Unlike most of the other women with hair pulled into tight knots, the exotic woman’s black hair fell in a loose braid down to the middle of her back. Some hair escaped, defying any attempts at control.

She carried herself confidently, her strides smooth and slinky as if she were aware of the appreciative gazes following her every move. Pure animal sexuality screamed from every bump and swivel of her hips. Harrison clenched his jaw. Fingers gripped the back of the chair as he fought the urge to adjust the tightness in his crotch.

Holy hell.

The woman’s whose body language fairly shouted take me now turned her head and looked him straight in the eye. God almighty. The full lines of her lips curved into a mischievous smile. Familiar tawny eyes glowed with humor.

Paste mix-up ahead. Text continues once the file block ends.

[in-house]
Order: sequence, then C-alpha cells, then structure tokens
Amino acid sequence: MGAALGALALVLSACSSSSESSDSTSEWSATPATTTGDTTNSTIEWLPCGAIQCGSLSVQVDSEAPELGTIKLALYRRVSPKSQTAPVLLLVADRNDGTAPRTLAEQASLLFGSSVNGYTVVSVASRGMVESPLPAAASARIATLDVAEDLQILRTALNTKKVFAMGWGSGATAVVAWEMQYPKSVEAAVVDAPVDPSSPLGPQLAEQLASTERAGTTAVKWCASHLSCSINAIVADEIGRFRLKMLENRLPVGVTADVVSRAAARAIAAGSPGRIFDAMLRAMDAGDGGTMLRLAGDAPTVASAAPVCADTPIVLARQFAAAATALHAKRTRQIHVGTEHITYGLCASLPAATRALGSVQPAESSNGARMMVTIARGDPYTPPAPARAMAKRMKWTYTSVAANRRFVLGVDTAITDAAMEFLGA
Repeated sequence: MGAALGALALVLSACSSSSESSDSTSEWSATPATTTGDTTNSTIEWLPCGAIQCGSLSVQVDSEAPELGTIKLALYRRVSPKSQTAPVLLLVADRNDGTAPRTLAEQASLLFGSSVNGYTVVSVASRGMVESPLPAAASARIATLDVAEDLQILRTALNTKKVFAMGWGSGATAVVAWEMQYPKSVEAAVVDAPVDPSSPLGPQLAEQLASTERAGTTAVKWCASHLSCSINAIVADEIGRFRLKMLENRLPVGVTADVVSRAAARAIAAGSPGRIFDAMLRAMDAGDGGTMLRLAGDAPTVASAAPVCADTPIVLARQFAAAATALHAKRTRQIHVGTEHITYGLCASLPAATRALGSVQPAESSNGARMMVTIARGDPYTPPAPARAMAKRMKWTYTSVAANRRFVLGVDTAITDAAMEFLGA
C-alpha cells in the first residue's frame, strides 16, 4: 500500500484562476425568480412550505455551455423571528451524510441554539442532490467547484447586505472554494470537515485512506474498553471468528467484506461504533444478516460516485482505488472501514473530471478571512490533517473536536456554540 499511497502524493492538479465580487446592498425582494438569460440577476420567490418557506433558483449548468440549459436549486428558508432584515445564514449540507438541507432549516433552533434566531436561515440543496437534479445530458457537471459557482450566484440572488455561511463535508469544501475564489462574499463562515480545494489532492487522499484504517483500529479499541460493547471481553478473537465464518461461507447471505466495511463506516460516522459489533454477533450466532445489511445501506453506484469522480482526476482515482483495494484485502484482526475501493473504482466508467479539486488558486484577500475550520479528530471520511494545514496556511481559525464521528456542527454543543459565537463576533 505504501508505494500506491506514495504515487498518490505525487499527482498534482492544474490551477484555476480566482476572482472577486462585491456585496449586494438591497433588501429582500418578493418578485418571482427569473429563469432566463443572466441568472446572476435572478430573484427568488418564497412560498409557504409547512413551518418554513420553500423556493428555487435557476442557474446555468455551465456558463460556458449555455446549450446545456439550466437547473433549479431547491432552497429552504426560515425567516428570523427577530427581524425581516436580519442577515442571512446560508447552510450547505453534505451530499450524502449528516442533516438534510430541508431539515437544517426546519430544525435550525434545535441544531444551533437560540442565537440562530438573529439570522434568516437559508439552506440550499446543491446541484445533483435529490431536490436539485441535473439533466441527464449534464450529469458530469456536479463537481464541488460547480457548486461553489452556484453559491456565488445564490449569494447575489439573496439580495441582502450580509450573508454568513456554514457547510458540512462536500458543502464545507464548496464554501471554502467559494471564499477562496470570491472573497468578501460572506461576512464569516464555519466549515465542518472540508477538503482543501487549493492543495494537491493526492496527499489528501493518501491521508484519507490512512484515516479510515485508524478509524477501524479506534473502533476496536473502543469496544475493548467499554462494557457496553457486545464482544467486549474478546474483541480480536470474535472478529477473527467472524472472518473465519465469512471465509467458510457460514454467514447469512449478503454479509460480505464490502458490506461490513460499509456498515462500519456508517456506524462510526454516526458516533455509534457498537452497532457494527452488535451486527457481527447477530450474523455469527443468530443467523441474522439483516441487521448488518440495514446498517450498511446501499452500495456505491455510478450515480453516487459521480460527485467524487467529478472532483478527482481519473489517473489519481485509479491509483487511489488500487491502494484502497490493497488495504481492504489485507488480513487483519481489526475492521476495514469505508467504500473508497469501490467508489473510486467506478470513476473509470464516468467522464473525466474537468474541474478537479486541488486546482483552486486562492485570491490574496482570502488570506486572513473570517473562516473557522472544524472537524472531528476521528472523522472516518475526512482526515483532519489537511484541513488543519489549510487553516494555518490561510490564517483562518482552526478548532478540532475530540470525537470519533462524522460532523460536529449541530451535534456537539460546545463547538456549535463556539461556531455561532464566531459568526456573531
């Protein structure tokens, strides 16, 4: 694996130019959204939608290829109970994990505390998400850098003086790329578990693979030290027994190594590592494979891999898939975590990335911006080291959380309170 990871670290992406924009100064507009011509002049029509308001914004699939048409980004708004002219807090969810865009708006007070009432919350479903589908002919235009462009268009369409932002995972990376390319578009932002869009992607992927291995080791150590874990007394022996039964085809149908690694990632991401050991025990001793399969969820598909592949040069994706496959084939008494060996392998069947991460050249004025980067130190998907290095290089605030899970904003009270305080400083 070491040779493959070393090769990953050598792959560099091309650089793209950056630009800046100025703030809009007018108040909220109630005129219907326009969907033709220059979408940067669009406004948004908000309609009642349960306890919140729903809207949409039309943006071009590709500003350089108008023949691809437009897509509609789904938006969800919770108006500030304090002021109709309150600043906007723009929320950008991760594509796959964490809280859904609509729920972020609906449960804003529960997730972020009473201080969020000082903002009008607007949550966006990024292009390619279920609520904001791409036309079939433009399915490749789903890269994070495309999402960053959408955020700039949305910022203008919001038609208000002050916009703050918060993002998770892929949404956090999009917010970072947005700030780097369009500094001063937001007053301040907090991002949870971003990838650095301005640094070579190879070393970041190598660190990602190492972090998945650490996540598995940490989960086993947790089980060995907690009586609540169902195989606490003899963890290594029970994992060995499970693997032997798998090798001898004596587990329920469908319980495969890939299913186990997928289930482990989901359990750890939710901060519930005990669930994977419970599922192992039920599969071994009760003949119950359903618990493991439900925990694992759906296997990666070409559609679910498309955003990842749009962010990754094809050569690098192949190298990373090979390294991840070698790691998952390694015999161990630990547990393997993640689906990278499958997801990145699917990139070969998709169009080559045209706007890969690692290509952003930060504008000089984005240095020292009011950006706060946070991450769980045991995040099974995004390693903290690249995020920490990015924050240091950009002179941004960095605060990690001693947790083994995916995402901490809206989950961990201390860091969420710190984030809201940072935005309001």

He should have bloody well known. Indeed, the most primitive part of him had known. Scarlet dress, red, the color of warning. The color of danger. Everything Mia Langdon was. Dangerously exotic, dangerously sensual.

The only woman who had the power to take his breath away. The woman who he once thought would be at his side for the rest of his life. Until he discovered, unlike the perfect relationships in romance novels, love did not conquer all. It failed to conquer the insurmountable, deep within their soul, differences each had about their passions. The passion for history. While he worked to protect the past for the future; Mia salvaged the past’s treasures for the glory. For the excitement. For the money. That he could not get past.

Hovering at the beautiful woman’s side was the sun-kissed sable waves of his recalcitrant niece. And just a little further away, a tall man with dark hair. Bloody hell. Sebastian. Harrison’s stomach twisted. The only way this situation could get worse is if—